If there is one thing that I can say with any certainty on this blog is that the world is constantly changing. Just when it feels like things are beginning to slow down for you or your family, in the blink of an eye a circumstance or other aspect of your life can change. Whatever it may be, we humans have learned to become flexible with major changes in our lives. When it comes to making changes as a result of a divorce, we see that you may have needed to re-adjust to life as a single adult. Part of that adjustment period is the ability to succeed in life with the divorce orders you were awarded in the divorce itself.
The orders that you negotiated for or were handed down from the judge in the divorce are the key to understanding what to make of your life post-divorce. For many people, those orders will be ok for years after the divorce. If these orders suit you and your family well then you do not need to give them a second thought. You can adjust your life to live within the confines of those orders and move on with the rest of your life to better account for whatever life throws at you after getting a divorce.
On the other hand, change is inevitable, and you may find yourself in a position where you are needing to change your court orders to match up with the circumstances that are now your reality. For you to be able to feel good about your life you may want to update your court orders to reflect the life of you and your children. What was true a decade ago may no longer be true as far as what suited you all best. Now you may find yourself in a position where you need to seriously look at your life and reestablish what is best for you and especially what is best for your children.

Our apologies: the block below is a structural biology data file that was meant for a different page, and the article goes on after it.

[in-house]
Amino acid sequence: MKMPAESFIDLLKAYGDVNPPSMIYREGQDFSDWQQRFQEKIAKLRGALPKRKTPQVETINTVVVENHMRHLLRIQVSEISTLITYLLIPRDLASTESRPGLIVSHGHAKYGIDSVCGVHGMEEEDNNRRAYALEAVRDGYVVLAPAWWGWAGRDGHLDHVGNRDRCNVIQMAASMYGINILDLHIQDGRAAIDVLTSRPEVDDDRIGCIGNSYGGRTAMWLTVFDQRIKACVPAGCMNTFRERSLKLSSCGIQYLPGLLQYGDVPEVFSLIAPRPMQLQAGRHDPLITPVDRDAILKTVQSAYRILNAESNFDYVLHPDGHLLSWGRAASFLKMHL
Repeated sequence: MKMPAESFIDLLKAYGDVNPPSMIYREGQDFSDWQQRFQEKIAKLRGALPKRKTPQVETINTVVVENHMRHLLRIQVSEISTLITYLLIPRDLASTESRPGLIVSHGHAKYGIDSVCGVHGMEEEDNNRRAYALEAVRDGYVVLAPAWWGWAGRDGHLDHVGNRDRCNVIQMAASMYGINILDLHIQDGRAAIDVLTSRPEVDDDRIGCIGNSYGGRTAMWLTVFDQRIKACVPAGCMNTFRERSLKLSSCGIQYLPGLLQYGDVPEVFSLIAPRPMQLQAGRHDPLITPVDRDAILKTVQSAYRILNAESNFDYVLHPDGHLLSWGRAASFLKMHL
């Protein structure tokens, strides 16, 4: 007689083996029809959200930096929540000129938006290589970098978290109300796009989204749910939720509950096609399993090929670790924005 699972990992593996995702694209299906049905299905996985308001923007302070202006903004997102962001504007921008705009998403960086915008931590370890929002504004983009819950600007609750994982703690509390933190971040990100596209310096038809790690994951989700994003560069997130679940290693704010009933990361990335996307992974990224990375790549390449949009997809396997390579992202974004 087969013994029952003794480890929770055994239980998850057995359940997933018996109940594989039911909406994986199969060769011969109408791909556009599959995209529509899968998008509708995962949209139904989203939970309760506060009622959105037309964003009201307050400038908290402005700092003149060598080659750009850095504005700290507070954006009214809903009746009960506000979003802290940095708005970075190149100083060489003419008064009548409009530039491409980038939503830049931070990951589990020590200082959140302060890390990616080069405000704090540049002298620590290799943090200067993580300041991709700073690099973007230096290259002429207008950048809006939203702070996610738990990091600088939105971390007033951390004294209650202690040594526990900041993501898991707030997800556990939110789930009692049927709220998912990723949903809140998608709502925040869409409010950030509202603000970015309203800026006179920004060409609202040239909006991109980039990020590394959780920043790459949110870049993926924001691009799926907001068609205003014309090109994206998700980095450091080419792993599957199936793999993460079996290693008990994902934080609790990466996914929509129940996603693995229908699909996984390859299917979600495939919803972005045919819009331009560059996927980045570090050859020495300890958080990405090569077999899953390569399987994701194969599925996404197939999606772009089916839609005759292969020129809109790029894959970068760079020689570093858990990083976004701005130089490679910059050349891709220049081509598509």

That is what we are going to discuss in today’s blog post from the Law Office of Bryan Fagan. I would like to talk with you all about the process for modifying a final decree of divorce here in Texas. The answer to the question of whether it is possible to modify a divorce decree is, yes, you can do that. However, the devil is in the details, and you need to be aware of the limitations, process, and structure of how you can best go about making those changes.
We are going to discuss how to manage this type of modification if that is something you want to pursue. A modification of a divorce decree is not the same thing as filing a second divorce. There are different elements to the case and different considerations that you must make to be successful in this type of matter. It does not make sense to file for a modification and to hope that you can win. Rather, if you are going to spend the time and money to file for a modification you would want to make sure that all signs point to you winning the case.